Endometrial intraepithelial carcinoma: A distinctive lesion specifically associated with tumors displaying serous differentiation

Robert A. Ambros, Mark E. Sherman, Christopher M. Zahn, Pincas Bitterman, Robert J Kurman

Research output: Contribution to journalArticle

Abstract

Endometrial intraepithelial carcinoma (EIC) is a recently described lesion characterized by replacement of endometrial surface epithelium or glands by malignant cells resembling high-grade invasive endometrial carcinoma. EIC has been identified in a high proportion of uteri containing serous carcinoma, but its association with other endometrial tumors is unknown. To determine the strength and specificity of the association of EIC with tumors displaying serous differentiation, the appearance of the endometrium in 38 uteri with serous carcinoma, 113 with endometrioid carcinoma, and 34 with malignant mixed mesodermal tumor (MMMT) were compared. EIC was present in 34 (89%) uteri with serous carcinoma compared with 7 (6%) uteri removed for endometrioid carcinoma (P = .0001). Hyperplasia without atypia was found in only 2 (5%) of 38 serous carcinomas compared with 38 (34%) of 113 endometrioid carcinomas. Similarly, atypical hyperplasia was not found in any uterus with serous carcinoma, but was present in 14 (12%) uteri with endometrioid carcinoma (P = .02). The endometrium was inactive or atrophic in 29 (76%) patients with serous carcinoma compared with 33 (29%) with endometrioid carcinoma (P = .0001). EIC was found in five (56%) of nine MMMTs with a serous epithelial component (serous-MMMT) compared with one (4%) of 25 MMMTs with an endometrioid epithelial component (endometrioid-MMMT). As with endometrioid and serous carcinomas, hyperplasia with and without atypia was more common with endometrioid-MMMTs as compared with serousMMMTs. Hyperplasia was found in 25 (100%) and atypical hyperplasia in 8 (32%) of 25 endometrioid-MMMTs, but in none of the nine serous-MMMTs. This study shows that EIC is frequently and specifically associated with uterine tumors displaying serous differentiation. The findings suggest that EIC represents a form of intraepithelial tumor growth characteristic of serous carcinoma and serous MMMT and that EIC is the likely precursor of these neoplasms. In addition, the findings provide further evidence supporting the view that MMMTs represent variants of carcinoma not sarcoma.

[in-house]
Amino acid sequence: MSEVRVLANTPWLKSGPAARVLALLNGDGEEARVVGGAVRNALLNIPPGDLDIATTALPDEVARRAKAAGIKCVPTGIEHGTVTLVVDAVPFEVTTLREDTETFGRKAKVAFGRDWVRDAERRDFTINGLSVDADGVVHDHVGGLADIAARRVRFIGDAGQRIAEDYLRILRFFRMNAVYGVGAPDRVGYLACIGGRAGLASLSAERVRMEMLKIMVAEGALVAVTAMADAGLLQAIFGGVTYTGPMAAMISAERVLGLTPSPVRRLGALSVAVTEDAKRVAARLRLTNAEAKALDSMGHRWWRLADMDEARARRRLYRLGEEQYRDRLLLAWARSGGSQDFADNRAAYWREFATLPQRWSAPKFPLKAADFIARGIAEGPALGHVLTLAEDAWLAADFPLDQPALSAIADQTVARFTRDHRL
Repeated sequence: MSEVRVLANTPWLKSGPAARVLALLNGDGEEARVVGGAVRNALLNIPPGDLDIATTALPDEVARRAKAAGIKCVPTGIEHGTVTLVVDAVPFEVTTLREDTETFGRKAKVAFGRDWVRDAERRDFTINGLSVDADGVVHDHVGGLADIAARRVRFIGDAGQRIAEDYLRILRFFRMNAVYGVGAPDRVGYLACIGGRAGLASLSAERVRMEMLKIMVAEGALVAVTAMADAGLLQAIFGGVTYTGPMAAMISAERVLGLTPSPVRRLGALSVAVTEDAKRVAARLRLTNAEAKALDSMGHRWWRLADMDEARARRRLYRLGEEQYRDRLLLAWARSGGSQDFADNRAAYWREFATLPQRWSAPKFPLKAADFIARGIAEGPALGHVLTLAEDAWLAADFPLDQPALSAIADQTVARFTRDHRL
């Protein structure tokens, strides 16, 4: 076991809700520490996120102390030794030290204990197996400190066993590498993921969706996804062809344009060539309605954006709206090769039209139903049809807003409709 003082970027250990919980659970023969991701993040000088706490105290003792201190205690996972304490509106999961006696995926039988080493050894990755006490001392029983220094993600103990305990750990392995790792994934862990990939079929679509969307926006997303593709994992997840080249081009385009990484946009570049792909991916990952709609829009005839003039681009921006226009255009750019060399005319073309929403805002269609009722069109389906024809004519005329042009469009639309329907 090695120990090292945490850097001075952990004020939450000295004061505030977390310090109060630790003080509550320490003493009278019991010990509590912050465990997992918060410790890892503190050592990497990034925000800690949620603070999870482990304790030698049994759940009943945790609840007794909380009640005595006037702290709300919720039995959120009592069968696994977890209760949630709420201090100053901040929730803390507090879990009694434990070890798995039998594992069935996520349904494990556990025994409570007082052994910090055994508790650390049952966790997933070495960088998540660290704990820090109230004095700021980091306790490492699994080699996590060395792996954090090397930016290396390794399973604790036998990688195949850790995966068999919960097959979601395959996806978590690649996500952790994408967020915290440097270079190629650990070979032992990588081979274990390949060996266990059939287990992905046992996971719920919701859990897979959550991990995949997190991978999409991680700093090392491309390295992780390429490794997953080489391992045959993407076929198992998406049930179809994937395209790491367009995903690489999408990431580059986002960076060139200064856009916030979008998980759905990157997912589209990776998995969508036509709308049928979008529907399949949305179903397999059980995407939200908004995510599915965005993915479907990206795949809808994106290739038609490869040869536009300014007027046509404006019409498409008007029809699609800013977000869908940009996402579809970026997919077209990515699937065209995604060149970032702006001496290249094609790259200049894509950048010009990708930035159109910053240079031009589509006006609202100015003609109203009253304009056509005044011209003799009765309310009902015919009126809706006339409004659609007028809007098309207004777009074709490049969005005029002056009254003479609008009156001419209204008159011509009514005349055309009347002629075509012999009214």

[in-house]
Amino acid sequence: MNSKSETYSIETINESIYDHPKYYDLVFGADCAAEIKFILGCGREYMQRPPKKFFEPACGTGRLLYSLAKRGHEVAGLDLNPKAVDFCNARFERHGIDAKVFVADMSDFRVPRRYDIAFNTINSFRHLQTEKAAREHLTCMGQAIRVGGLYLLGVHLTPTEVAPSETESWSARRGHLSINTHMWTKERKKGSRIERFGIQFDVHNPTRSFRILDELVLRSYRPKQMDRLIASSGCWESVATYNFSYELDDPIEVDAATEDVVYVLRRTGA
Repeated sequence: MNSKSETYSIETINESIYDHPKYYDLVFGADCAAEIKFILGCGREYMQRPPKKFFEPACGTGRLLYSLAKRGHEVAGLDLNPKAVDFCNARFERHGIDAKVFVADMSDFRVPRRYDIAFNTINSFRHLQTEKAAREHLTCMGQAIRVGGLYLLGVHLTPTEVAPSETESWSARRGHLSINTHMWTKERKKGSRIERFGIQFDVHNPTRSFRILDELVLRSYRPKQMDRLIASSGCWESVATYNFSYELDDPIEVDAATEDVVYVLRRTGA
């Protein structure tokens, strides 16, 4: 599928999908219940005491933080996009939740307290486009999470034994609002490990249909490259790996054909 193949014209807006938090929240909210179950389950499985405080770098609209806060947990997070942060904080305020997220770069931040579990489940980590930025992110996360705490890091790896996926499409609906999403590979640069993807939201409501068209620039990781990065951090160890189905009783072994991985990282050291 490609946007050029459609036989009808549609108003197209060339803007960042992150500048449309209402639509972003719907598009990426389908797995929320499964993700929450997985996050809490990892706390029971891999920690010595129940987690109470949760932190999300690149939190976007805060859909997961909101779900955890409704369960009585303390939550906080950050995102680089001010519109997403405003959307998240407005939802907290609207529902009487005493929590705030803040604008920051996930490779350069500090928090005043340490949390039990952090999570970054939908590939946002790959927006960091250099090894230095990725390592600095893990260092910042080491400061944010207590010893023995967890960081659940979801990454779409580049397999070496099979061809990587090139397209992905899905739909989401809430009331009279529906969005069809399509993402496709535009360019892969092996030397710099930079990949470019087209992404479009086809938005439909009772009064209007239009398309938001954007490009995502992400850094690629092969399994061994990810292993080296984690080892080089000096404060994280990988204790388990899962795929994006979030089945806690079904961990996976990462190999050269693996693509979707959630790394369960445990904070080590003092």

Original languageEnglish (US)
Pages (from-to)1260-1267
Number of pages8
JournalHuman Pathology
Volume26
Issue number11
DOIs
StatePublished - 1995

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Carcinoma in Situ
Endometrial Neoplasms
Endometrioid Carcinoma
Malignant Mixed Tumor
Uterus
Carcinoma
Hyperplasia
Neoplasms
Endometrium
Sarcoma
Epithelium
Growth

Keywords

  • atypical endometrial hyperplasia
  • cancer precursor
  • carcinogenesis
  • endometrial intraepithelial carcinoma
  • malignant mixed mesodermal tumor
  • uterine serous carcinoma

ASJC Scopus subject areas

  • Pathology and Forensic Medicine

Cite this

Endometrial intraepithelial carcinoma : A distinctive lesion specifically associated with tumors displaying serous differentiation. / Ambros, Robert A.; Sherman, Mark E.; Zahn, Christopher M.; Bitterman, Pincas; Kurman, Robert J.

In: Human Pathology, Vol. 26, No. 11, 1995, p. 1260-1267.

Research output: Contribution to journalArticle

Ambros, Robert A. ; Sherman, Mark E. ; Zahn, Christopher M. ; Bitterman, Pincas ; Kurman, Robert J. / Endometrial intraepithelial carcinoma : A distinctive lesion specifically associated with tumors displaying serous differentiation. In: Human Pathology. 1995 ; Vol. 26, No. 11. pp. 1260-1267.
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abstract = "Endometrial intraepithelial carcinoma (EIC) is a recently described lesion characterized by replacement of endometrial surface epithelium or glands by malignant cells resembling high-grade invasive endometrial carcinoma. EIC has been identified in a high proportion of uteri containing serous carcinoma, but its association with other endometrial tumors is unknown. To determine the strength and specificity of the association of EIC with tumors displaying serous differentiation, the appearance of the endometrium in 38 uteri with serous carcinoma, 113 with endometrioid carcinoma, and 34 with malignant mixed mesodermal tumor (MMMT) were compared. EIC was present in 34 (89{\%}) uteri with serous carcinoma compared with 7 (6{\%}) uteri removed for endometrioid carcinoma (P = .0001). Hyperplasia without atypia was found in only 2 (5{\%}) of 38 serous carcinomas compared with 38 (34{\%}) of 113 endometrioid carcinomas. Similarly, atypical hyperplasia was not found in any uterus with serous carcinoma, but was present in 14 (12{\%}) uteri with endometrioid carcinoma (P = .02). The endometrium was inactive or atrophic in 29 (76{\%}) patients with serous carcinoma compared with 33 (29{\%}) with endometrioid carcinoma (P = .0001). EIC was found in five (56{\%}) of nine MMMTs with a serous epithelial component (serous-MMMT) compared with one (4{\%}) of 25 MMMTs with an endometrioid epithelial component (endometrioid-MMMT). As with endometrioid and serous carcinomas, hyperplasia with and without atypia was more common with endometrioid-MMMTs as compared with serousMMMTs. Hyperplasia was found in 25 (100{\%}) and atypical hyperplasia in 8 (32{\%}) of 25 endometrioid-MMMTs, but in none of the nine serous-MMMTs. This study shows that EIC is frequently and specifically associated with uterine tumors displaying serous differentiation. The findings suggest that EIC represents a form of intraepithelial tumor growth characteristic of serous carcinoma and serous MMMT and that EIC is the likely precursor of these neoplasms. In addition, the findings provide further evidence supporting the view that MMMTs represent variants of carcinoma not sarcoma.",
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